Does LEED have a place in your diet?
What if you could help prevent climate change three times a day? What would you be willing to change? You’ve already changed your light bulbs and programmed your thermostat. The next step you can take is your food, so today I’m writing about what we eat—and greenhouse gases.
What you purchase at the market directly impacts climate change. Animal product cultivation generates greenhouse gases in the following ways:
- Carbon Dioxide (CO2) comes from land clearing and fertilizer application to grow grains to feed animals and humans. There are emissions from farm operations (processing, milling, and farm equipment operation) and food transportation (especially refrigerated)—often large fleets going long distances.
- Methane (CH4) comes from ruminant (for example, cows) digestion. It’s 44% of livestock emissions, according to the Food and Agriculture Organization of the United Nations (UNFAO).
- Nitrous Oxide (N2O) is emitted when nitrogen is added to the soil through the use of synthetic fertilizers to grow animal feed and other food products. It is also emitted during the breakdown of nitrogen in livestock manure and urine. N2O has a (100-year) global warming potential of 310.
A lot of attention is starting to be paid to these issues. The USDA is considering telling us how what we eat affects the environment, and the New York Times recently exposed the tremendous suffering of animals used by the U.S. Meat Animal Research Center to research higher meat production yields.
In 2013, the UNFAO assessed that 14.5% of human-induced GHG emissions are attributed to livestock, with Cattle (meat/milk) representing about 65% of livestock sector emissions (buffalo 9%, sheep and goats (meat/milk) 6.5%, pigs 9%, chickens (meat/eggs) 8%).
Additionally, ecosystem fragmentation, species habitat degradation, loss of biodiversity, water use for animal hydration and processing, and manure waste disposal are all related to current food consumption patterns. According to USDA figures, the aggregate food supply in 2000 provided 3,800 calories per person per day. Of that, USDA’s Economic Research Service estimated that the dietary intake of calories then was just under 2,700 calories daily per person. That’s a lot of waste.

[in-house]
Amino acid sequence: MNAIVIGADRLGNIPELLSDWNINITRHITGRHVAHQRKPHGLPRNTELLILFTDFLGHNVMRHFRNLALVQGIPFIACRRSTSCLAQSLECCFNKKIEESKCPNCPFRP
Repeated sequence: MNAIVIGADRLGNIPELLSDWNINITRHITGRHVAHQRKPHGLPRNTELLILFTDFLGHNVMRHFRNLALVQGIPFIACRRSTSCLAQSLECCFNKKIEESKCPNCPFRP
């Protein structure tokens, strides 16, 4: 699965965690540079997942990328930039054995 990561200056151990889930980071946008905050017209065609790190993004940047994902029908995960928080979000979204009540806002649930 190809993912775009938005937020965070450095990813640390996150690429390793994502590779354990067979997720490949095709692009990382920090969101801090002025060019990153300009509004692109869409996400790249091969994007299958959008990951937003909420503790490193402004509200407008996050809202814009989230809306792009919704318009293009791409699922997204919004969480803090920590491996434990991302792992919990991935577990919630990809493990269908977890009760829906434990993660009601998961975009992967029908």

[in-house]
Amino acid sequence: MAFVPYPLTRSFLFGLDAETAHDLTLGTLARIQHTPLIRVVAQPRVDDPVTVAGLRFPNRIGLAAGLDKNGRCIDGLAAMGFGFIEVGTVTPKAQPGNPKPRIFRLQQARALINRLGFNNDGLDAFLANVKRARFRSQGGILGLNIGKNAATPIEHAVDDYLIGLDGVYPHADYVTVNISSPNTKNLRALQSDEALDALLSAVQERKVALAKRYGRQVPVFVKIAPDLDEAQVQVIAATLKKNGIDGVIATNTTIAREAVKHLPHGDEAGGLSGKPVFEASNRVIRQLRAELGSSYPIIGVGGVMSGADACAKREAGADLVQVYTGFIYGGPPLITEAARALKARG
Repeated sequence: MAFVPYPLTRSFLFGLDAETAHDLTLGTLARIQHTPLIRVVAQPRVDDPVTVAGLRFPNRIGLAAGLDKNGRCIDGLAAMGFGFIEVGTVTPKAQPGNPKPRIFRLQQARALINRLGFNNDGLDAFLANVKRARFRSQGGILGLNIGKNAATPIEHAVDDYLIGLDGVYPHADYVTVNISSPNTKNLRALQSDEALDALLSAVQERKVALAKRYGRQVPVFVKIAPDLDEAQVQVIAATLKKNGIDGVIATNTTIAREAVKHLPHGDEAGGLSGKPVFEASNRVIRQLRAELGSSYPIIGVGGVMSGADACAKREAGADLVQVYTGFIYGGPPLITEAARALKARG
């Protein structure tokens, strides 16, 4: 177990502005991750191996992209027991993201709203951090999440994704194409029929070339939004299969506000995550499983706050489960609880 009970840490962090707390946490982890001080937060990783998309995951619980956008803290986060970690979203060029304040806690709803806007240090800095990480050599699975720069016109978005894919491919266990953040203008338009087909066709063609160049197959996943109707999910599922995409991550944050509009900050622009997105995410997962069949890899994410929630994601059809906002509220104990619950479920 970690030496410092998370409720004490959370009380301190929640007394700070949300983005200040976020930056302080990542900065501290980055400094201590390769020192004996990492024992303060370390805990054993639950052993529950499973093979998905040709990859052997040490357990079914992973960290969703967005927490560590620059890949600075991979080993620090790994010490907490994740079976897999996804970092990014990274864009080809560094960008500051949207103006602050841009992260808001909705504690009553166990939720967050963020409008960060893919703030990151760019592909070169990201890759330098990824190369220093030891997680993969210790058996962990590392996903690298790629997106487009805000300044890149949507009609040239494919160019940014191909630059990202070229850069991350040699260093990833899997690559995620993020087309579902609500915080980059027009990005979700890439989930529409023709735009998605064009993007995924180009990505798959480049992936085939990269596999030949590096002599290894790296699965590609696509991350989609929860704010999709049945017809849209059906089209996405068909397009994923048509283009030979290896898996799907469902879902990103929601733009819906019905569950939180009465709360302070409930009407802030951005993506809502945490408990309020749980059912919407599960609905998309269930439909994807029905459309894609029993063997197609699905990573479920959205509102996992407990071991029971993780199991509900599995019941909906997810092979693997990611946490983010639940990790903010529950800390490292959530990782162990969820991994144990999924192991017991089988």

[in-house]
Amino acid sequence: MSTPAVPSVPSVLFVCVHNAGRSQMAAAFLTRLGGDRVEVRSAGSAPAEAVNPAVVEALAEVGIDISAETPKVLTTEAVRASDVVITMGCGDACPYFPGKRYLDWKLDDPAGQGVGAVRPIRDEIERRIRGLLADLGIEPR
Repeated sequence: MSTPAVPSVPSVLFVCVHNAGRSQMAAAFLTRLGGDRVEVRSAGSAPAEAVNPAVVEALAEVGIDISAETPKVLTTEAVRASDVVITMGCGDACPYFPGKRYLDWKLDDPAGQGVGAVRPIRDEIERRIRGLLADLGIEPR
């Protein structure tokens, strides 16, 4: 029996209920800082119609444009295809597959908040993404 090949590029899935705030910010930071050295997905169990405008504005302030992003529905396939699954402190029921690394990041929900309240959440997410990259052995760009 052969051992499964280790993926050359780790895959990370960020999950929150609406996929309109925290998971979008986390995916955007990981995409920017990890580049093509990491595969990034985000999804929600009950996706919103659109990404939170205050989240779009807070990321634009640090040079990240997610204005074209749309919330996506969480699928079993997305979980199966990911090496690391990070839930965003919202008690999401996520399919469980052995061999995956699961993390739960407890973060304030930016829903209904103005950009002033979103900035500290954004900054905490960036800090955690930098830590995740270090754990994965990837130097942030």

All of this points to factory food farming practices—particularly for meats fish, cheeses, and eggs, combined with long-distance transportation within the United States or across the globe—as detrimental to the planet.
How are these issues addressed in LEED now?
- LEED for Existing Buildings, includes a credit that rewards projects for using local food/beverages or those with certain certifications.
- LEED for Neighborhood Development, has a credit that rewards projects supporting gardens and agriculture.
- Pilot Credit 82: Local Food Production is earned when the project team demonstrates onsite food production or partnering with a Community Supported Agriculture program or local farm.
We want to know how you address food-related climate change and greenhouse gas emissions in your buildings. What are your ideas for how LEED can address it with new pilot credits? What do you see as the most pressing issues between food and buildings/occupants? And, what have you been reading lately about the data?